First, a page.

|Green Issues in Andover|
Various concerns and projects concerned citizens are working toward
Plans For The New Sustainable Bancroft School
The new Bancroft didn’t start out as a green project; it was born of the very real need to replace a structurally deficient building that has reached the end of its life span--one that, in recent years, has cost Andover millions of dollars to maintain. Now, as the planning process reaches fruition, a green project is precisely what the new Bancroft has become. The reason is simple: building a school with sustainable features makes fiscal and educational sense.
Fiscally, the logic is clear: our funding partner--the Massachusetts School Building Authority--will reimburse the town’s construction costs at a higher level if we include enough sustainable features in the new school’s design. And going forward, a green school will be more energy efficient, therefore more cost effective to run. What may not be so obvious is the impact a green school can have on education and learning outcomes. While it stands to reason that insufficient lighting, temperature fluctuations, and inadequate ventilation make for a poor working environment, there is now solid evidence to support the fact that school designs that maximize the use of natural light, proper ventilation, effective acoustics, and nontoxic, low-emitting materials lead not just to healthier classrooms, but to better learning.
Andover won’t be the first town to build a green school; over the last year, members of the School Committee, School Building Committee, administrators, parents, teachers, and staff have visited schools throughout eastern Massachusetts to observe a variety of best building practices. Along the way, we’ve seen examples of how sustainability can be incorporated into both school design and student learning, from a wind turbine in Fall River to light shelves designed to capture sunlight in Concord to a recycling and composting center in Manchester-Essex. We’ve also listened to the ideas of the many Andover residents who attended last June’s “Green Charrette,” an event led by the architects who are designing our new school.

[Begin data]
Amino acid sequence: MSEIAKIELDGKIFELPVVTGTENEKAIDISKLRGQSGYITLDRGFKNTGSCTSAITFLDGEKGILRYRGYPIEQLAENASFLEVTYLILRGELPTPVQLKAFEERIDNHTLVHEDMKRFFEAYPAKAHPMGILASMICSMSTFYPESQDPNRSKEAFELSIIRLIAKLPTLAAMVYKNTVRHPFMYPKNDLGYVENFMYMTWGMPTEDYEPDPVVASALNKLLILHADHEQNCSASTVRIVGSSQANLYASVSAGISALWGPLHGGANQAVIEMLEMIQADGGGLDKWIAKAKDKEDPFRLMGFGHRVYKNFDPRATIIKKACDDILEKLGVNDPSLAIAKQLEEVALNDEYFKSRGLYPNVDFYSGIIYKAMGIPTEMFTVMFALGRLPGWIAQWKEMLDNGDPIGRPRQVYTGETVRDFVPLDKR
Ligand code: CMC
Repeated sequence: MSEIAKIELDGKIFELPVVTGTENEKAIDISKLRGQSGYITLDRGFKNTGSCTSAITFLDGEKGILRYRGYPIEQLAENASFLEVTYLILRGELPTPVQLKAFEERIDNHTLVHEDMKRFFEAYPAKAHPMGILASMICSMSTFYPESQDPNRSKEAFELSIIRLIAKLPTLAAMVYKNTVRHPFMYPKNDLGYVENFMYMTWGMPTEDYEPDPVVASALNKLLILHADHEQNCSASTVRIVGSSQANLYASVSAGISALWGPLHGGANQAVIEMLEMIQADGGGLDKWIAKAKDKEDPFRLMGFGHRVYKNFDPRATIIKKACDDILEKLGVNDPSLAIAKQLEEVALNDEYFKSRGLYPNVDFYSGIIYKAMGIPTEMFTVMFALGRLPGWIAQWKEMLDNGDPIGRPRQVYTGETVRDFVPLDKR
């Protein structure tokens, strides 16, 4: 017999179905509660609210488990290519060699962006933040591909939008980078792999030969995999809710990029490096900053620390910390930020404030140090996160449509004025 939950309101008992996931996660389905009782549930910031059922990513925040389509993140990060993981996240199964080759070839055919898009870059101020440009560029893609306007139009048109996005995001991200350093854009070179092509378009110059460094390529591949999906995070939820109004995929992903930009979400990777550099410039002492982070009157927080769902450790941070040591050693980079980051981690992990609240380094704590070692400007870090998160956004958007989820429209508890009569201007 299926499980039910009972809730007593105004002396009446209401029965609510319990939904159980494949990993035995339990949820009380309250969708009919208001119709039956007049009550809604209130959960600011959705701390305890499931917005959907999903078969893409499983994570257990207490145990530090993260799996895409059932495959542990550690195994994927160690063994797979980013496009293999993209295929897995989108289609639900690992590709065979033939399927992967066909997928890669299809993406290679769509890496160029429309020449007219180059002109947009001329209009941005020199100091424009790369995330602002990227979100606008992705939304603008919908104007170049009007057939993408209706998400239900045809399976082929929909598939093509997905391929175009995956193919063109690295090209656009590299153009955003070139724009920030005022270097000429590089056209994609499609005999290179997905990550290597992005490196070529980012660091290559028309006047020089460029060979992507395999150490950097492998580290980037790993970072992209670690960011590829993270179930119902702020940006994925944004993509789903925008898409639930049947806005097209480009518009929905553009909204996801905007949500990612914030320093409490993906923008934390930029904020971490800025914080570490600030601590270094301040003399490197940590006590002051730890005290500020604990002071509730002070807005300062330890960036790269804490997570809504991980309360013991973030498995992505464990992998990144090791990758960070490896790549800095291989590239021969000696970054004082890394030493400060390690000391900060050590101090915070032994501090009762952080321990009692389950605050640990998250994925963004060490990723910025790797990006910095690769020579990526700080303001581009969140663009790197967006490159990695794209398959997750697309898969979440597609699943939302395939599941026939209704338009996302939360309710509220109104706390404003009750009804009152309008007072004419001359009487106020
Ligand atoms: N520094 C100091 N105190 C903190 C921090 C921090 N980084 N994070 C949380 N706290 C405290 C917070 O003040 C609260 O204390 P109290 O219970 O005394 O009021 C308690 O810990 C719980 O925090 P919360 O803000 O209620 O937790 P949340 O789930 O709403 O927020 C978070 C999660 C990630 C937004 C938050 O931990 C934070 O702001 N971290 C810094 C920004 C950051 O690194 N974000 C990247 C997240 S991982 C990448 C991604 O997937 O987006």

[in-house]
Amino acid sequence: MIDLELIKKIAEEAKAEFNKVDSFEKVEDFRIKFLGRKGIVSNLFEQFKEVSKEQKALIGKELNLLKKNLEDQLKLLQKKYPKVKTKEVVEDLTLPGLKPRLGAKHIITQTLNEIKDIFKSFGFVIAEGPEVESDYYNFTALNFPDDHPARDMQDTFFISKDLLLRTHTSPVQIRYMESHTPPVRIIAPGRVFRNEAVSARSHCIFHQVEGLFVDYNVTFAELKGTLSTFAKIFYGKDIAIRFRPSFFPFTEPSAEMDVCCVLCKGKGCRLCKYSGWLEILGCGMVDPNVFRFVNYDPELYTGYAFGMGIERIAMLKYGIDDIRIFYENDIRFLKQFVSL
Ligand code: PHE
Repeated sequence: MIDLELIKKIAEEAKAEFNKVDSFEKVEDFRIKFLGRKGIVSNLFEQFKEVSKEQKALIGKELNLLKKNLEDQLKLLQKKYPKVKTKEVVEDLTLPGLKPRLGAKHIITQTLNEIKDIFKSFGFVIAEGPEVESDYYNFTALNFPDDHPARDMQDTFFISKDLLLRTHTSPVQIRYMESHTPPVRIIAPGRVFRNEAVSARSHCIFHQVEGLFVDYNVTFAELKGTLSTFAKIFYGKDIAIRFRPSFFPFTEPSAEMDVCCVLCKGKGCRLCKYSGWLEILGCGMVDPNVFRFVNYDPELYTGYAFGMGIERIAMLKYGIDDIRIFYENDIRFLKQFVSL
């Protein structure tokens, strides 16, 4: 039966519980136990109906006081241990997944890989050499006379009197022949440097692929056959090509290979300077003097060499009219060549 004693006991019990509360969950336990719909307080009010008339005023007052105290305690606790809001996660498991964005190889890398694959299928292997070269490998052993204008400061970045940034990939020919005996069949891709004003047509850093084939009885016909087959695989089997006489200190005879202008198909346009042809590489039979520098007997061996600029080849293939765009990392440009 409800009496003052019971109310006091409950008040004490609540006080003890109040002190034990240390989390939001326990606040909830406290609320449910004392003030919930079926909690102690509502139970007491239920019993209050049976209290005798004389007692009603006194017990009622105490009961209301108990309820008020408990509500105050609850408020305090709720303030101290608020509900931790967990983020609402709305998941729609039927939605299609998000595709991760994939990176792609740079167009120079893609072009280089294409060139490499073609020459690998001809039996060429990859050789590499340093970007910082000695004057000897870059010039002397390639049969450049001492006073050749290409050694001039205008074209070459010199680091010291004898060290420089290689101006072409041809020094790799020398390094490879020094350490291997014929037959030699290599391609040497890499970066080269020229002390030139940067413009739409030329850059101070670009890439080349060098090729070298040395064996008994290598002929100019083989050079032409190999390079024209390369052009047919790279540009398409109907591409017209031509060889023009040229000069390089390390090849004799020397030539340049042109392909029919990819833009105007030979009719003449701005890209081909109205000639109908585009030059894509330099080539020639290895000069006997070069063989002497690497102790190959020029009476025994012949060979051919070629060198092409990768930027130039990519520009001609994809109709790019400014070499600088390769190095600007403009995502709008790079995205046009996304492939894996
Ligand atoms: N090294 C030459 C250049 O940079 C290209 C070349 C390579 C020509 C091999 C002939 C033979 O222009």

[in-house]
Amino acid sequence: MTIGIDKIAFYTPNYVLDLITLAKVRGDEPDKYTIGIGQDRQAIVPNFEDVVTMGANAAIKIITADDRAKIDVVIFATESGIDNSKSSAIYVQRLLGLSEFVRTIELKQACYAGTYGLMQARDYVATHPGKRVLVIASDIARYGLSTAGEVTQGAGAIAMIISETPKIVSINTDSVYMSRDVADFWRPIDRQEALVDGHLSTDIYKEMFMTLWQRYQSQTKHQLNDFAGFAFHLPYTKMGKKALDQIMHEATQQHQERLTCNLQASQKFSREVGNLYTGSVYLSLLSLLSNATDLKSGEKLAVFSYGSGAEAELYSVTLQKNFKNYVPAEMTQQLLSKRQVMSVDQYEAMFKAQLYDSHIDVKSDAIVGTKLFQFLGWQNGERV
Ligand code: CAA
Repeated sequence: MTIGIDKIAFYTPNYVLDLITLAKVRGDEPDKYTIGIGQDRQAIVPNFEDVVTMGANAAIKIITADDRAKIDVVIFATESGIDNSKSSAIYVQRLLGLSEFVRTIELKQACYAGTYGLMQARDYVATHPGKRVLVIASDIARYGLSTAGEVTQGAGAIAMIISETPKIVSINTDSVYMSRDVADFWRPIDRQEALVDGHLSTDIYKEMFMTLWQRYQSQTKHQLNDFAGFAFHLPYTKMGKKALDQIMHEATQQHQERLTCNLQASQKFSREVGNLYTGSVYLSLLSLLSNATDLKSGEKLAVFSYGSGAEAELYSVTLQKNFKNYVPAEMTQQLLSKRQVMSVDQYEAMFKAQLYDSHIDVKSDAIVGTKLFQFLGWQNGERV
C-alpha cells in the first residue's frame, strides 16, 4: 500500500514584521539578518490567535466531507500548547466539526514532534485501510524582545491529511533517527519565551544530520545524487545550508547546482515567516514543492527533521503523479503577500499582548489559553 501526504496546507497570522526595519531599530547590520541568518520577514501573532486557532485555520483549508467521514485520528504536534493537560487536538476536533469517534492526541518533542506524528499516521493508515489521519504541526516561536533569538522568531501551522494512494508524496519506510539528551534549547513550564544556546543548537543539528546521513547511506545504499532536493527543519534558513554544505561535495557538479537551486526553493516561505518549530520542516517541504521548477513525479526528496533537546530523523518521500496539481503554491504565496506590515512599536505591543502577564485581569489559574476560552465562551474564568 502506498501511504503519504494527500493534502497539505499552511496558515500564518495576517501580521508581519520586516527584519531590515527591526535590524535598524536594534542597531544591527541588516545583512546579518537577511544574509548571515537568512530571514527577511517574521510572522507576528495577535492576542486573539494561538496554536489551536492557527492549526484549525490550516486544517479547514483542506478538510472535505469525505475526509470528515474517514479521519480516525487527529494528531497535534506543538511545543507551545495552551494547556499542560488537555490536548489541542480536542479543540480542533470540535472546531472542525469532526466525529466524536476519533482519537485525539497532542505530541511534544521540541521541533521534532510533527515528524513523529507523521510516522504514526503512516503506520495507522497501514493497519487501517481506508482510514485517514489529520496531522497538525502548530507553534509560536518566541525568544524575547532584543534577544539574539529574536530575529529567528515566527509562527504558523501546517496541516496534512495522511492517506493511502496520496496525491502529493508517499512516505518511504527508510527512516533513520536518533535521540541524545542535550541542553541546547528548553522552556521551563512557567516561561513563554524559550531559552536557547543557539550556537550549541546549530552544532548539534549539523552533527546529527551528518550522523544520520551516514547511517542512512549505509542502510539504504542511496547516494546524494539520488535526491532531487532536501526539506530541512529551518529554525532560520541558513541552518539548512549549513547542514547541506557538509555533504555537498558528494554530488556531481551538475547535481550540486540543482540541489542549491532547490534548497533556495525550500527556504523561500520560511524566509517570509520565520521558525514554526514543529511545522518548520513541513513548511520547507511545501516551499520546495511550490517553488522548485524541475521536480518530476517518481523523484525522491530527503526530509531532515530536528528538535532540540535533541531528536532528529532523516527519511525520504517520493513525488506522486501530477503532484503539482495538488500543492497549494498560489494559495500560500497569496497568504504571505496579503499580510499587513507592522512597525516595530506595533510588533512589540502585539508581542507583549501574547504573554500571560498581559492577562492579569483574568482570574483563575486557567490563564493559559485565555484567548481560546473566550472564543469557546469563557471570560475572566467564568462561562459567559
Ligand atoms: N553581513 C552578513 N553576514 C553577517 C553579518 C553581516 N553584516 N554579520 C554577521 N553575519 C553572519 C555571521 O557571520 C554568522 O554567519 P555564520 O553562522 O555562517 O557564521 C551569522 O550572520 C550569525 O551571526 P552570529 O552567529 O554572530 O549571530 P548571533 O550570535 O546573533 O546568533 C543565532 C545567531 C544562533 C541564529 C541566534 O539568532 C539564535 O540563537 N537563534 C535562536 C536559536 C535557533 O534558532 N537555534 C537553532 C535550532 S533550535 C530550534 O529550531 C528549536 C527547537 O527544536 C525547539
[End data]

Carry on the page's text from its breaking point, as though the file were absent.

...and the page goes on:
Looking ahead, we are excited that a large number of sustainable elements are slated to be a part of the new Bancroft; these include lighting, shading, ventilation, heating, and rainwater harvesting, as well as demonstration projects for solar and wind energy. Real-time data about energy consumption from a variety of these sources will be made visible in the school lobby, and can be incorporated into classroom instruction to help both our students and the town learn more about practical approaches to lowering costs, improving education and helping the environment. Not so long ago, building these kinds of features into a school would have been wishful thinking; now, not only are they possible, they are clearly compelling choices--both fiscally and educationally. We look forward to sharing more about the new Sustainable Bancroft with the Andover community this fall.
Annie Gilbert Andover School Building Committee